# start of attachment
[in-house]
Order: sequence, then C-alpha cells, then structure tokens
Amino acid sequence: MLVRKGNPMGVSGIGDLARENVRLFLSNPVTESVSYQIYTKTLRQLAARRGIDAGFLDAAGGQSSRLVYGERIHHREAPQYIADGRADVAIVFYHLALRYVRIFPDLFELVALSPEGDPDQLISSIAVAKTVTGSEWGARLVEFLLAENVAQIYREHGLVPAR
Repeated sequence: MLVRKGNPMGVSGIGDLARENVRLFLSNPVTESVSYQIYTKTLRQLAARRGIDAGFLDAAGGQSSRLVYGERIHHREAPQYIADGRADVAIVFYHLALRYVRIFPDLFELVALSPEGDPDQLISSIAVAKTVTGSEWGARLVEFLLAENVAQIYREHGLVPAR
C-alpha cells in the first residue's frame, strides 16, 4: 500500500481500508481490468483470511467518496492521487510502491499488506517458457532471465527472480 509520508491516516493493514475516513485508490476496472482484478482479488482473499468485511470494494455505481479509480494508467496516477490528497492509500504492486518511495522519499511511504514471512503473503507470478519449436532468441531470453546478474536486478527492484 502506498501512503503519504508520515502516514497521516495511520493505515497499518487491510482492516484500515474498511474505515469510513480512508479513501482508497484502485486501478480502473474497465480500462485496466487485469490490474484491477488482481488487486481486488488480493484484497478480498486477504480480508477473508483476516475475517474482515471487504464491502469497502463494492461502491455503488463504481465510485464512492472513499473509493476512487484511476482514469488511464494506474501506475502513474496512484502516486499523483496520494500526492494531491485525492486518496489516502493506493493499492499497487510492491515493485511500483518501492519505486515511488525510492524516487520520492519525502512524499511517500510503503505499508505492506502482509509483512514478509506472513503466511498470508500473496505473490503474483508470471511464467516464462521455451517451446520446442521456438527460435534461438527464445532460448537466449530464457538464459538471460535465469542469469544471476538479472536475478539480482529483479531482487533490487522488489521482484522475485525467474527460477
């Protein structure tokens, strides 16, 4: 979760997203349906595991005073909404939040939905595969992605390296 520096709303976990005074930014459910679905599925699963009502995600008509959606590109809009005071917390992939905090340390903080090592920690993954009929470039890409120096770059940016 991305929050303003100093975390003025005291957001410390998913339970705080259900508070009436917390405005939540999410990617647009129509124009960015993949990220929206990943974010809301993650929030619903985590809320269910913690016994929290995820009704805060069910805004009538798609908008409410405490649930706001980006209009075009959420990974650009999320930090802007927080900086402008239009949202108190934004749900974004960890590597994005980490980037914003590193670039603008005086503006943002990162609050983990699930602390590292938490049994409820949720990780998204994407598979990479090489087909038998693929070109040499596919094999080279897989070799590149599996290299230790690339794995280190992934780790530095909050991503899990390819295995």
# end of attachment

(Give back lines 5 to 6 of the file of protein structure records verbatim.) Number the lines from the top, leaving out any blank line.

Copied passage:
C-alpha cells in the first residue's frame, strides 16, 4: 500500500481500508481490468483470511467518496492521487510502491499488506517458457532471465527472480 509520508491516516493493514475516513485508490476496472482484478482479488482473499468485511470494494455505481479509480494508467496516477490528497492509500504492486518511495522519499511511504514471512503473503507470478519449436532468441531470453546478474536486478527492484 502506498501512503503519504508520515502516514497521516495511520493505515497499518487491510482492516484500515474498511474505515469510513480512508479513501482508497484502485486501478480502473474497465480500462485496466487485469490490474484491477488482481488487486481486488488480493484484497478480498486477504480480508477473508483476516475475517474482515471487504464491502469497502463494492461502491455503488463504481465510485464512492472513499473509493476512487484511476482514469488511464494506474501506475502513474496512484502516486499523483496520494500526492494531491485525492486518496489516502493506493493499492499497487510492491515493485511500483518501492519505486515511488525510492524516487520520492519525502512524499511517500510503503505499508505492506502482509509483512514478509506472513503466511498470508500473496505473490503474483508470471511464467516464462521455451517451446520446442521456438527460435534461438527464445532460448537466449530464457538464459538471460535465469542469469544471476538479472536475478539480482529483479531482487533490487522488489521482484522475485525467474527460477
């Protein structure tokens, strides 16, 4: 979760997203349906595991005073909404939040939905595969992605390296 520096709303976990005074930014459910679905599925699963009502995600008509959606590109809009005071917390992939905090340390903080090592920690993954009929470039890409120096770059940016 991305929050303003100093975390003025005291957001410390998913339970705080259900508070009436917390405005939540999410990617647009129509124009960015993949990220929206990943974010809301993650929030619903985590809320269910913690016994929290995820009704805060069910805004009538798609908008409410405490649930706001980006209009075009959420990974650009999320930090802007927080900086402008239009949202108190934004749900974004960890590597994005980490980037914003590193670039603008005086503006943002990162609050983990699930602390590292938490049994409820949720990780998204994407598979990479090489087909038998693929070109040499596919094999080279897989070799590149599996290299230790690339794995280190992934780790530095909050991503899990390819295995």